Hello! My name is Mary Hales and I am honored to participate as a Guest Lecturer
for the Illinois Online Network. I will be talking with you about the importance
of faculty support to online learning, but first want to give you a little
I have been teaching adults for the last 30 years. I started out as a teaching
assistant at the University of Illinois while I was in graduate school. After
graduation I went to work in the corporate world as the Training Manager of
a large financial institution and also became an adjunct faculty member at
Lewis & Clark, teaching psychology and business classes. I was very happy
as an onground instructor and rarely gave thought to the incorporation of
technology into my classes.
THE IMPORTANCE OF
FACULTY SUPPORT TO ONLINE LEARNING
About 5 years ago, the distributor (Consulting Psychologists Press) for the
assessments (Strong Interest Inventory and Myers-Briggs Type Indicator) we
use in one of our psychology courses announced that they were going to make
them available over the Internet and they were looking for schools to participate
in the beta test of the system. Since I coordinate the teaching of this course
on our campus, as well as in 18 schools throughout the state, I thought this
would be a perfect opportunity for us. We would be able to administer the
assessments over the Internet and process and print the results on campus.
This would give us immediate results rather than having to wait two weeks
for them to return from California. Although the beta test was painful, the
long-term results were great.
One day, our Academic Dean approached me and asked if I would consider converting
the independent study version of our career development course for online
delivery. My first reaction was "What in the world are you thinking?" You
want me to teach my course over the Internet! I had no idea what that would
entail. There were not very many courses around to look at, or a course management
system to use as a model. I was entering the unknown. But since I am always
up for a new challenge, I said sure. Since the Strong and Myers Briggs were
key components of the course, having them online already made my job much
easier, but how would I interpret the results? We worked on the course, offering
it for the first time in January 1998.
As online course development continued at Lewis and Clark, we knew that supporting
our faculty would be critical and have attempted to meet their on-going needs.
I will share with you some of the things we are doing, and welcome your questions.
Each semester we have a faculty in-service week, prior to the start of each
term. We offer a variety of seminars for faculty to learn new skills or enhance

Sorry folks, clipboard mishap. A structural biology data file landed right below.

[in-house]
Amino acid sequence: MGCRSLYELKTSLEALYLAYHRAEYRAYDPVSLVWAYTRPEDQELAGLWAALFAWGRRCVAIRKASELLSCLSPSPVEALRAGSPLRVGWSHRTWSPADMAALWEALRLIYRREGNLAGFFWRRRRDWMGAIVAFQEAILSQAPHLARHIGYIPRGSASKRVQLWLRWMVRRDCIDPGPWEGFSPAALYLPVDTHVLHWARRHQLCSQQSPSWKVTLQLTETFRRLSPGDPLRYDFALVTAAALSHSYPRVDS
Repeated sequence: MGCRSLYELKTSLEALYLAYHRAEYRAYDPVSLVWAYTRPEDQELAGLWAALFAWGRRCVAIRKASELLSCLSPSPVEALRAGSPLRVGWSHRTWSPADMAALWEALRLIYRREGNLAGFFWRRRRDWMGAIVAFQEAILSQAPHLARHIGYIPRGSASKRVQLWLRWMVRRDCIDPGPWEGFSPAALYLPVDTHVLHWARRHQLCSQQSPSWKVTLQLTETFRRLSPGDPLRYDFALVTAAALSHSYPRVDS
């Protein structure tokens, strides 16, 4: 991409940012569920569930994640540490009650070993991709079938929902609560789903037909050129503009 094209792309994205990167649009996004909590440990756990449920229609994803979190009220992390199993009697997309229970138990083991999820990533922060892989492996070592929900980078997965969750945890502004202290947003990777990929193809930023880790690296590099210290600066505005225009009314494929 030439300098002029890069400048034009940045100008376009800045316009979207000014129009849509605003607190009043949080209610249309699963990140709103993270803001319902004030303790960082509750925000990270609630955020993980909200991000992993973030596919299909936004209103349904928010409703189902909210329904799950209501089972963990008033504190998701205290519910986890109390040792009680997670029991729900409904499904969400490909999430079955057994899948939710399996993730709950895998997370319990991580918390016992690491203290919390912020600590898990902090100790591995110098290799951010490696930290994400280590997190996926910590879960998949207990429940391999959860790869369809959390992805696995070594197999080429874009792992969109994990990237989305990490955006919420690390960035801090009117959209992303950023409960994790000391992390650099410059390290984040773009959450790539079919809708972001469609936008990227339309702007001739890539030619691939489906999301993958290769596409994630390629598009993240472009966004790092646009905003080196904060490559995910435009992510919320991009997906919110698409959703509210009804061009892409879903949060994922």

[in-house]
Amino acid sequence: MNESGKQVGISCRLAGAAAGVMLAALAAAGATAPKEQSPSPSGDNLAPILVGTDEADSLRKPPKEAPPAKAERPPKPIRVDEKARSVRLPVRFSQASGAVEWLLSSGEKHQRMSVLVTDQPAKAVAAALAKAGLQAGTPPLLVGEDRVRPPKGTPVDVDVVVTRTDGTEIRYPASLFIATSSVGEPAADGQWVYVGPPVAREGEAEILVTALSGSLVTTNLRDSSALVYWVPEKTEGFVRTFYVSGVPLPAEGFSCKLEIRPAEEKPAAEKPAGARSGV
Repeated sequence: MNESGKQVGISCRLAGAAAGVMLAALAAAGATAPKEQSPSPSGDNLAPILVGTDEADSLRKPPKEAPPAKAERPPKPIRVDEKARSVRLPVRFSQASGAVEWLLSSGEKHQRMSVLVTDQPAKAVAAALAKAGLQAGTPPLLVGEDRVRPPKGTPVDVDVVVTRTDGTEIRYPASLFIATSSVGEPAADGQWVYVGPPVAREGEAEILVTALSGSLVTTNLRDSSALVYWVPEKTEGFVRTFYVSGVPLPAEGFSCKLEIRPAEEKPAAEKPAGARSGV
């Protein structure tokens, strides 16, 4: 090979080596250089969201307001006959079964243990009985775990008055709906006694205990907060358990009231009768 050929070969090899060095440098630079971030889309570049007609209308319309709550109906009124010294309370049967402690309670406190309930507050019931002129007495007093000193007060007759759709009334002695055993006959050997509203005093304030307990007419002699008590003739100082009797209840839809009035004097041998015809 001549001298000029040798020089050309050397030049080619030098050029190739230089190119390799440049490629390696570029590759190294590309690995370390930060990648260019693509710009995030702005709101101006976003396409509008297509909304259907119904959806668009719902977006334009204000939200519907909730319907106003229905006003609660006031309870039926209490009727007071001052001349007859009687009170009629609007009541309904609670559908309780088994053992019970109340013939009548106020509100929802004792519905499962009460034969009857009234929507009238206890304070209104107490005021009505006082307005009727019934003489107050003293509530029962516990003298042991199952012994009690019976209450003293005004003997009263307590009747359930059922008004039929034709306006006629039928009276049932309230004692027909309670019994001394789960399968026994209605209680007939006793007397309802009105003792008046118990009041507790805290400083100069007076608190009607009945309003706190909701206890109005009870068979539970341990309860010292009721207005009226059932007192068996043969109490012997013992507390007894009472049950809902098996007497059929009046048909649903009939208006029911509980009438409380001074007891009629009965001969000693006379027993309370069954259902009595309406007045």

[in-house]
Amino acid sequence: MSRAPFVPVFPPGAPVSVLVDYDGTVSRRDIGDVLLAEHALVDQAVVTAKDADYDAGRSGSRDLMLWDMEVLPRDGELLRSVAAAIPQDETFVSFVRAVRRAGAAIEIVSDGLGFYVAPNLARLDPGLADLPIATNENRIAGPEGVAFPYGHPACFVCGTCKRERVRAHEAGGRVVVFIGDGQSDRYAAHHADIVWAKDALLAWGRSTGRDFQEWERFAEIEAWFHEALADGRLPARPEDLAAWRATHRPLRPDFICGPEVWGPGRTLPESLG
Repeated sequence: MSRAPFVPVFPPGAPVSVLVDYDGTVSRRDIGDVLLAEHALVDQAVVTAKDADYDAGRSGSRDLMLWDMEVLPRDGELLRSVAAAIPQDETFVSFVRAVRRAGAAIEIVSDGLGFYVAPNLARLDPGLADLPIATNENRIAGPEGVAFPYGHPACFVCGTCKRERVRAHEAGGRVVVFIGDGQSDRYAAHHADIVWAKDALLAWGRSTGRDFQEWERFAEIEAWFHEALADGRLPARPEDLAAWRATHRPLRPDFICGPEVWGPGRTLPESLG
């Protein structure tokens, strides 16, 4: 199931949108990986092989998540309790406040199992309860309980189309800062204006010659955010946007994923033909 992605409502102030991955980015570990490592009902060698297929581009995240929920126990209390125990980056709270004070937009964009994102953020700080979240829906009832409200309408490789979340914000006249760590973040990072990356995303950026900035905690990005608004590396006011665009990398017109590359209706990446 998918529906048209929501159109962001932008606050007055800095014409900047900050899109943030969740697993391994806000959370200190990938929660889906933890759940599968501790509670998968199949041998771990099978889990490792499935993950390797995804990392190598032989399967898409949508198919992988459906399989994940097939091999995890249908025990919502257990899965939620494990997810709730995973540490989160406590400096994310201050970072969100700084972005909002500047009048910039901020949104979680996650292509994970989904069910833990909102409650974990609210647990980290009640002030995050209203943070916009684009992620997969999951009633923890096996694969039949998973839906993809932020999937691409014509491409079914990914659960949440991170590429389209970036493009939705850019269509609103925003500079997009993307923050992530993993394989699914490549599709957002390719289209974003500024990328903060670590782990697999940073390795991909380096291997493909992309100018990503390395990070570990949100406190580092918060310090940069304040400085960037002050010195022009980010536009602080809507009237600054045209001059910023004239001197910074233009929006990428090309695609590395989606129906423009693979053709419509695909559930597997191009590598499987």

the skills they have. This year we have offered sessions in WebCT, beginning
and advanced web page design, Creating a Web Quest, and a variety of Microsoft
products. We also brought in speakers from the Illinois Online Network to
conduct two session: Making the Shift to Web-based Teaching and Learning,
and Instructional Design for Online Courses.
We also try to conduct a series of training programs each summer. Although
many of the faculty are not teaching in our summer sessions, we find that
they enjoy attending workshops to help them prepare for the fall semester.
Last summer we ran two, 4-week sessions on How to Create a Course in WebCT,
and 2 sessions on Web Page Design. Both of these topics proved to be very
popular, and we plan on conducting additional sessions this summer.
One of our most useful support tools for faculty is our monthly User Group
Meetings. On a monthly basis, we schedule a User Group Meeting where faculty
who are teaching either a web-delivered course or a web-enhanced course can
come together to share ideas, problems, and learn new skills. We offer the
meetings on 2 separate days to try to meet the needs of all the faculty who
wish to attend. An agenda is prepared in advance and sent to the faculty to
let them know what our special topics will be each month. In addition to sharing
ideas, we always include guest speakers or a new online skill for faculty
to learn to incorporate into their courses. This month we had a presentation
on Netscape Composer and basic HTML. Faculty always share ideas with one another
about what is working in their classes, suggestions on handling problem students,
course development and instructional design. These sessions are also occasionally
attended by faculty who just want to learn a little more before deciding to
web-enhance one of their classes.
One month we spent the session talking about ways to improve the quality
of online discussions and discussing what makes a good online student. Resources
from ION and the Illinois Virtual Campus are often incorporated into our sessions.
Resources are always shared with our faculty and articles and relevant information
is sent to them via e-mail. We are currently creating a website for our faculty
where a variety resources will be available to them. This will include websites
to help with course design, teaching strategies, technology tools, etc, as
well as suggestions from their colleagues on what is working well. Sample
letters to students, evaluation forms and presentations will also be included.
We look forward to completing this by the end of the semester.
Providing faculty with the resources and support they need will remain a
high priority at Lewis and Clark. I welcome any questions or comments that
you have. I will look forward to hearing from you.
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